Dwight Hamilton Baldwin
|Birthplace:||Erie, PA, USA|
|Death:||Died in Cincinnati, OH, USA|
|Place of Burial:||Walnut Hills, Hamilton county, Ohio, USA|
|Occupation:||singing/music teacher;founder Baldwin Pianos|
|Managed by:||Harrison Victor Baldwin|
Historical records matching Dwight Hamilton Baldwin
About Dwight Hamilton Baldwin
DWIGHT HAMILTON7, Mark6, Ashbel5, Joel4, Samuel3, Josiah2, John1 (of Milford)
BALDWIN PIANO, et al
Dwight Hamilton Baldwin, son of Mark Baldwin and Sophronia Waugh, was b. in Erie, Pennsylvania on Sept. 15,1821. His family were devout Presbyterians and many were ministers. As a boy, his ambition was also to pursue this calling. To that end he attended Oberlin College but, since he was not of a rugged nature considered necessary to become a curcuit-riding parson, he was advised to pursue other endeavors. Since his next great love was music, he then studied and began teaching music and choir in Churches north and south of Maysville, Kentucky. He m. Dec.31,1844, with EMERINE SUMMERS, of Elizaville, Kentucky.
In the early 1850's the family moved to Ripley, Ohio where they lived and he traveled through Brown and Adams counties; teaching music. He was elected a ruling elder of the 3rd Presbyterian Church in Cinncinnati, became superintendent of the churche's Sunday schools in 1867, and continued in this profession until 1884. During these years his musical advice was sought regarding instrumentation as well as orchestration until he finally decided that he would become an agent in the sale of the musical instruments he had freely recommended. In the latter part of 1862 he left the teaching business and entered into the sale of pianos, reed organs, and melodeons.
The first printed advertisement of D.H. Baldwin was in the Cinncinnati Daily Gazette on July 1,1865; giving his business address as 92 W. Fourth St, and promoting Chickering Pianos. The 1864-1865 Cinncinnati Directory listed Mr. Baldwin as a music teacher; however, in 1865-1866 he appears as a "dealer in pianos and organs" and "Boudoir organs", and a new address of 34 W. Fourth St in Cinncinnati.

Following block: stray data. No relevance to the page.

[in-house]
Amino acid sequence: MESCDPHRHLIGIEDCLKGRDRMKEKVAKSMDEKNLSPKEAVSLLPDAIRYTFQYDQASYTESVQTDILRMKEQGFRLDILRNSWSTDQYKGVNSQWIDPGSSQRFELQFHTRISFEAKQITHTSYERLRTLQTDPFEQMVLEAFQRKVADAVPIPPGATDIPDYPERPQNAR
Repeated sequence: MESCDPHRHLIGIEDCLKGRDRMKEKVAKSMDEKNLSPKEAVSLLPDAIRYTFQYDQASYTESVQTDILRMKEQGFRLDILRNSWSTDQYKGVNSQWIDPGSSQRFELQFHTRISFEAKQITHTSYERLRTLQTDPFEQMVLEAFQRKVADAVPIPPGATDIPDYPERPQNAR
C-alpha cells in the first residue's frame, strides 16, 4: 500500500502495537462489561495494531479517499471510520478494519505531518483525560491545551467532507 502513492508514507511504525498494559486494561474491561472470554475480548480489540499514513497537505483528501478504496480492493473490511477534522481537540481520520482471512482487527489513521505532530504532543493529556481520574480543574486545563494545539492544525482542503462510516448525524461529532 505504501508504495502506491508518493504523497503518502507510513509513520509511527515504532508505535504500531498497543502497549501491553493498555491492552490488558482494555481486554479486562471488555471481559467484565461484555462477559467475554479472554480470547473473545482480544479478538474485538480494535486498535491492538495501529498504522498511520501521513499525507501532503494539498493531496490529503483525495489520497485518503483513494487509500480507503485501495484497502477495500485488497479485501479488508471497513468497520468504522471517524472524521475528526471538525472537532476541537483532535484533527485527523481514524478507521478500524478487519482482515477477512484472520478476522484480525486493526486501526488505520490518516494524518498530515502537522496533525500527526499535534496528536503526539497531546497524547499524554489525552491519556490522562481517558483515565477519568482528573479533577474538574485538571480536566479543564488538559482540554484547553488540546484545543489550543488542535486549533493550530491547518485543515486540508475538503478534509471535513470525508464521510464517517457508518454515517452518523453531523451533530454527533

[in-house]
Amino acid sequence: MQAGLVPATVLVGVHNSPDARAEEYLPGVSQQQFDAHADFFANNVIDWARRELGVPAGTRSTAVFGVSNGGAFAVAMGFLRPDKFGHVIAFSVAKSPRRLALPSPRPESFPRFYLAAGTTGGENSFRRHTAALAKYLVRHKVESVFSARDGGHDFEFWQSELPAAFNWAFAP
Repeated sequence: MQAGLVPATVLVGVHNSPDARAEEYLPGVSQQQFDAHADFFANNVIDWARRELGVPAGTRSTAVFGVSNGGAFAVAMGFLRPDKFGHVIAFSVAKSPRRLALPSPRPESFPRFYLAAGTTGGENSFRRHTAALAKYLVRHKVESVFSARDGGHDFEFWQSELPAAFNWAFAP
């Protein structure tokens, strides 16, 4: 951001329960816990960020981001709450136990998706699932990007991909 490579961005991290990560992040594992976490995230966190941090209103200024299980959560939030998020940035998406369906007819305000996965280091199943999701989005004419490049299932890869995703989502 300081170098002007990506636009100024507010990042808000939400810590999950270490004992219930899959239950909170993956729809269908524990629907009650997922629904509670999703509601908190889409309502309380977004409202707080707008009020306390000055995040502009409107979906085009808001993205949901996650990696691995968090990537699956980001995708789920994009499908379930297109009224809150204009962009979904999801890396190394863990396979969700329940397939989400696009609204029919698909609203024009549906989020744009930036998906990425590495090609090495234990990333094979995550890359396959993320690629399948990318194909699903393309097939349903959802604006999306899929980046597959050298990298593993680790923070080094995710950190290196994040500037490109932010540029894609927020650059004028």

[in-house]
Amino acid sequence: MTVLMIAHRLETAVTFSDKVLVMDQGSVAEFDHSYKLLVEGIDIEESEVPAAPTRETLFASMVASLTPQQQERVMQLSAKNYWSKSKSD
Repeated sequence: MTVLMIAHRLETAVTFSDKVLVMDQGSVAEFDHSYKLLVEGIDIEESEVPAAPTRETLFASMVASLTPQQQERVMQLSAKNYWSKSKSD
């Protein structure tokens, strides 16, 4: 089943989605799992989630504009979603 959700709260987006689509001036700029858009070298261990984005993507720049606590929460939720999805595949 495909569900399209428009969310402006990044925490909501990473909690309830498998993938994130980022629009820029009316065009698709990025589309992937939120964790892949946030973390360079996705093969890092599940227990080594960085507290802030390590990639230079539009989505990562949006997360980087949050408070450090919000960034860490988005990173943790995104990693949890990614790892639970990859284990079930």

In 1877, the firm opened a retail store in Louisville and, in 1878, a similar store in Indianapolis. By the mid 1880's they decided to manufacture their own stock, instead of acting as agents to other companies and, in 1890 the Baldwin Piano Company was incorporated.
The employees were highly trained craftsmen, including a highly motivated and well trained John Warren Macy. In his able hands was placed the chore of designing the new Baldwin Piano. Besides knowing the finer points of cabinet making, piano tuning and regulation, he also was trained in the fundamentals of acoustics and physics. He devised a complete set of designs for an upright piano,including castings for the iron plate,dimensions and tensions of all the strings and their layout on the bridge, and the soundboard for the piano. All of this resulted in a new product with improved tone production.The first Baldwin piano was shipped to the Cinncinnati store on Feb. 26,1891. Continuing on with the design of a grand piano, the company soon was offering both products for sale anywhere within the United States.
In order to be able to expand, it was determined to create a more moderately priced upright; and another factory was started. What to name the new product became the issue; with Mr. Baldwin's middle name already being used for the Hamilton organ line, and his first name being eliminated because of the fact that Dwight,Illinois, at that time, was a renowned location of an alcoholic treatment facility. It became very clear that the new piano would require further thought. It was later decided that the name Ellington be used, to honor the family of some great friends of Mr. Baldwin...The new company became the Ellington Company, and was an immediate hit.
Baldwin was not a businessman but had an outstanding ability to surround himself with partners a lot abler than he was. These partners made his share in the business, that he started in 1862 with $2,000, to amount to nearly half a million, when he died, in 1899.
He did not live to see the last great accomplishment come to life. The appearence of the Baldwin pianos,both grand and upright, Ellington pianos, Hamilton organs, and a complete factory model of the manufacturing plant at the Paris Exposition of 1900 (the last of these great Expositions). Since 1867 the Exposition had been conducting a great International Exposition of the Arts and Manufacturers. The awards at these espositions had become the outstanding mark of international quality and distinction. The French had established that an exhibitor, no matter how distinguished his product, would be awarded a silver medal at his 1st appearance, and only at his 3rd (or 22 years) appearance would he even expect to be in the running for the highly sought Grand Prix award. This year, though, awards were to be given based on actual worth rather than longevity.
The presentation of awards, when announced late in the year, was the culmination in fullfilling all of the dreams started by Baldwin; the Baldwin Piano received the Grand Prix prize. Soon the concert grand piano of choice was to become the Baldwin Grand. Baldwin and his partners created an organization which designed and built the Baldwin Piano; and MADE IT FAMOUS THROUGHOUT THE WORLD.
- Find a grave memorial http://www.findagrave.com/cgi-bin/fg.cgi?page=gr&GSln=Baldwin&GSiman=1&GScid=43543&GRid=25490410&
- 1844 marriage record
- 1850 US census: D.H. is a singing teacher
- 1880 US census: D.H. & Emerine in Cinncinnati: He sells pianos,organs
- Dwight Hamilton Baldwin (1821-1899) and the Baldwin piano.
Published 1953 by The Newcomen Society in North America in New York.
Written in English.